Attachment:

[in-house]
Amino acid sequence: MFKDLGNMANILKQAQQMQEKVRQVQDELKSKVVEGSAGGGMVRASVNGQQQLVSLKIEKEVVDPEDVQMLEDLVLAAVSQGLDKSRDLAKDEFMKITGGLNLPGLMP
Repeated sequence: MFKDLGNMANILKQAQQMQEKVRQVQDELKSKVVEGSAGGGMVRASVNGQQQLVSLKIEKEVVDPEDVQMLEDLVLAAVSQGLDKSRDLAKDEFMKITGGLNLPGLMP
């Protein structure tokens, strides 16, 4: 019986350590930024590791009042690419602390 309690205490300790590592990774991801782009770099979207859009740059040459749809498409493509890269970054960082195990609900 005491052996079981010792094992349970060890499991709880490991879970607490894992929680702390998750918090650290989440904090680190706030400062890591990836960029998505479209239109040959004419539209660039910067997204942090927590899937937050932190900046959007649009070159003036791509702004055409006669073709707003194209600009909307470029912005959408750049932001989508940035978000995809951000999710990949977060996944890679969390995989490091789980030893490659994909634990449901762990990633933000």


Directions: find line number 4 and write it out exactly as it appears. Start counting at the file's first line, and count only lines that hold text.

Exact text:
């Protein structure tokens, strides 16, 4: 019986350590930024590791009042690419602390 309690205490300790590592990774991801782009770099979207859009740059040459749809498409493509890269970054960082195990609900 005491052996079981010792094992349970060890499991709880490991879970607490894992929680702390998750918090650290989440904090680190706030400062890591990836960029998505479209239109040959004419539209660039910067997204942090927590899937937050932190900046959007649009070159003036791509702004055409006669073709707003194209600009909307470029912005959408750049932001989508940035978000995809951000999710990949977060996944890679969390995989490091789980030893490659994909634990449901762990990633933000």